Tennis star Chris Eubanks ‘ready to get back on the court’ at US Open, practicing with Coco Gauff


(NEW YORK) — Chris Eubanks has had a remarkable season on the world tennis stage, rising to popularity for his impressive Wimbledon debut, where he entered as the 77th-ranked player in the world and reached the quarterfinals.

“Honestly, I just want to roll the balls out and play — at the end of the day, I’m here because of what I can do on the court, so I’m ready to get back out there on the court,” Eubanks told Good Morning America ahead of the U.S. Open, which is being held this year from Aug. 28 to Sept. 10, with qualifying rounds running Aug. 22-25.

Currently ranked 30th in the world, Eubanks has worked hard to break into the top 100 and said “it’s safe to say this has probably been the best year of my career.”

“I’m able to take a step back now and just process everything and use that as motivation to kind of have a strong push for the end of year,” he continued.

Eubanks is predicted to be seeded 29th for the U.S. Open, the fourth and final Grand Slam tournament of the year at the USTA Billie Jean King National Tennis Center in New York, where practice and qualifiers are currently being played.

The 27-year-old started from a young age and recalled having to swing his racket with two hands on both sides when he was 3 years old, because he “couldn’t lift the racket” at the time.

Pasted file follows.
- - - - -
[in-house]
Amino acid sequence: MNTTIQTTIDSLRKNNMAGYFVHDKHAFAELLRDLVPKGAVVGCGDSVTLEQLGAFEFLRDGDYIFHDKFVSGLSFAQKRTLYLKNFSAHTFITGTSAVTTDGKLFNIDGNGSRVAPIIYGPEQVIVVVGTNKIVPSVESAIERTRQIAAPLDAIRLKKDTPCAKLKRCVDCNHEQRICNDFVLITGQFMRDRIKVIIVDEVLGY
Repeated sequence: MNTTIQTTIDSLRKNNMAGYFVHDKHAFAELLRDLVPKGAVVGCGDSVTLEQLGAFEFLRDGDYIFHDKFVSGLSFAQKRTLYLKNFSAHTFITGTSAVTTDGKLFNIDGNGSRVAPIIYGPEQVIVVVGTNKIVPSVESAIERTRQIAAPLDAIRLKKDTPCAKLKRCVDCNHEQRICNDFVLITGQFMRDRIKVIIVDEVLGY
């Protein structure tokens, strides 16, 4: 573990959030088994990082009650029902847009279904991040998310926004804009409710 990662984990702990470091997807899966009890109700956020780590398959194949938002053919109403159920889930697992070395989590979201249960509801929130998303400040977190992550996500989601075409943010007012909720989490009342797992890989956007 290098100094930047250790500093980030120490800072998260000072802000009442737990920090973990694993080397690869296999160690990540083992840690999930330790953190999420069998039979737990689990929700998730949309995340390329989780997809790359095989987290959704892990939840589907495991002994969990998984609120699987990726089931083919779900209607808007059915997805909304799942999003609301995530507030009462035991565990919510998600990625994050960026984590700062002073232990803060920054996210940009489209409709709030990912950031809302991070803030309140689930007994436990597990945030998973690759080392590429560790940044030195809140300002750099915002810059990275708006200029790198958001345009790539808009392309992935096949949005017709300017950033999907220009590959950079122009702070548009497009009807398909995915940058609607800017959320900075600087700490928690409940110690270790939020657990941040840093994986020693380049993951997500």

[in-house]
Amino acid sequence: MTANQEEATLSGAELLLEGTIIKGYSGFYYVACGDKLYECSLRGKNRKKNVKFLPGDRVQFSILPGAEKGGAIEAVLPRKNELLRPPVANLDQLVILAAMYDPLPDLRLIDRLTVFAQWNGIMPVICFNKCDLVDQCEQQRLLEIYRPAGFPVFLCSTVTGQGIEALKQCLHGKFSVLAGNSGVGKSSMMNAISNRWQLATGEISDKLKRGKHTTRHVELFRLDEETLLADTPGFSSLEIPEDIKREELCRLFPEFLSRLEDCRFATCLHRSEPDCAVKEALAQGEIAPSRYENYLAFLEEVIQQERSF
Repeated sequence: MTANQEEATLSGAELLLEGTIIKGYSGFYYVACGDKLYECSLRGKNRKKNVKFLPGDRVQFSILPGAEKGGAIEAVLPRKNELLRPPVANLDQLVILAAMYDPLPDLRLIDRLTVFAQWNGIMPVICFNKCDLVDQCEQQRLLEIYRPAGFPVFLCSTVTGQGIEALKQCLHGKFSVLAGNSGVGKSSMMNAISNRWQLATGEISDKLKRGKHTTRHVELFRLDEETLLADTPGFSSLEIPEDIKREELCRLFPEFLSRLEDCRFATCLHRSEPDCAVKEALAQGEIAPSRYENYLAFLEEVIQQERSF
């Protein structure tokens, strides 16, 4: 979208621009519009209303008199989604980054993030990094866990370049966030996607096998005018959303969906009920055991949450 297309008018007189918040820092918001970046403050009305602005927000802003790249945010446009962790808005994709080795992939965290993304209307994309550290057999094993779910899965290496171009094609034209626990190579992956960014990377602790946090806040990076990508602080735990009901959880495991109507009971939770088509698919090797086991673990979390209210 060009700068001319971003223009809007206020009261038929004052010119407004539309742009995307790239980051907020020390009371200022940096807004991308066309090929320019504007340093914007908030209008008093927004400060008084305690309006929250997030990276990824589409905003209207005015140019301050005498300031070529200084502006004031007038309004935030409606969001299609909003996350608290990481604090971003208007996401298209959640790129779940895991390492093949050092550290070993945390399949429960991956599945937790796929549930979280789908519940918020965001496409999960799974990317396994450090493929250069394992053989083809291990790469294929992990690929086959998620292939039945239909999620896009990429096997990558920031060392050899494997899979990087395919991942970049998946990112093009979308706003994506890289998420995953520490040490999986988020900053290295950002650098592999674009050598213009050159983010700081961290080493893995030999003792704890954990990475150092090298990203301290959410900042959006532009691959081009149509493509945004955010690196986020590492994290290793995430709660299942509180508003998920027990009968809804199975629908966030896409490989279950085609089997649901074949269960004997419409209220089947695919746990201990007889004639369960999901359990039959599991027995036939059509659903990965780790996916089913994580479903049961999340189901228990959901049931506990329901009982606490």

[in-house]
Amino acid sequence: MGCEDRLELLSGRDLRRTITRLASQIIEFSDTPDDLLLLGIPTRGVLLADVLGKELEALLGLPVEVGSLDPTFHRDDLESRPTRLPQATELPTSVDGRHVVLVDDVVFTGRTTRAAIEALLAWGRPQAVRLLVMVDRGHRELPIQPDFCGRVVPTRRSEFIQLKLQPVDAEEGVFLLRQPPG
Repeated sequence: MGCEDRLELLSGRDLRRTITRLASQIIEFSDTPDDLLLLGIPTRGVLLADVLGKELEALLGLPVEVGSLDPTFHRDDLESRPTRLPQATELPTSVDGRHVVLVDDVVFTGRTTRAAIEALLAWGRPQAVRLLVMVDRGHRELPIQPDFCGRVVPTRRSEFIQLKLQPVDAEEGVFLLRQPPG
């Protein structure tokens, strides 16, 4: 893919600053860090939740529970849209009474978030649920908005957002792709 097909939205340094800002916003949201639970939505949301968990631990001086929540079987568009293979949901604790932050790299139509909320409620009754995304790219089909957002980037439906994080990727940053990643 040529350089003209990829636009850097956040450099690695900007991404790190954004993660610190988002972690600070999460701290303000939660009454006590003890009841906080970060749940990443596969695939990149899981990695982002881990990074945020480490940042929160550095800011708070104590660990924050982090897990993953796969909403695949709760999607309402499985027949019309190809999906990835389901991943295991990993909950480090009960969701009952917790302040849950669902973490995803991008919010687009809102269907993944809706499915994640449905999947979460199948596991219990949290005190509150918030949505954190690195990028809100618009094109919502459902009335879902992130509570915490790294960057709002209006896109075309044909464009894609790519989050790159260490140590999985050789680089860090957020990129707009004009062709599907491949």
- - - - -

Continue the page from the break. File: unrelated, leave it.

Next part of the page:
“Those are memories of my dad and I, we spent hours on the court,” he said. “To look back at how things have progressed starting from there to where I am now is remarkable.”

The next generation of American tennis stars, including 19-year-old Coco Gauff, have shown immense support for one another coming up in the professional circuit. Gauff was even seen in Eubanks’ player box as he had a breakthrough performance at Wimbledon.

“Her in particular, it’s meant the world,” Eubanks said of Gauff’s support. “She’s like a little sister to me, I’ve known Coco since she was about 6 or 7.”

“She’s always told me for years, ‘You’re good enough as those guys, you’ve just gotta believe it,"” he said. “For her to sit there and to watch the biggest win of my career in the fourth round of Wimbledon, watch my quarter-final beginning to end… it’s tough on tour to really be able to go out and support your friends. For her to come to multiple matches and support me means the world.”

The two practiced together at the U.S. Open grounds in Flushing, Queens, on Wednesday. As Eubanks said, “We always try to get one hit in at a tournament if we can.”

As he prepares for the palpable energy that the U.S. Open is known for and the support American players get so excited about, Eubanks said the “combination between the crowd and the play” is what he’s looking forward to most.

“I have always gotten great support at the Open. It’s always been my favorite tournament to come to as a spectator, to play in. It’s the first Grand Slam I ever played in. But something’s telling me this is gonna be a little bit different than any other U.S. Open I’ve been a part of,” he said. “The support that I’ve received just in practices at Arthur Ashe [Stadium] yesterday — the amount of fans and kids asking for autographs was pretty cool.”

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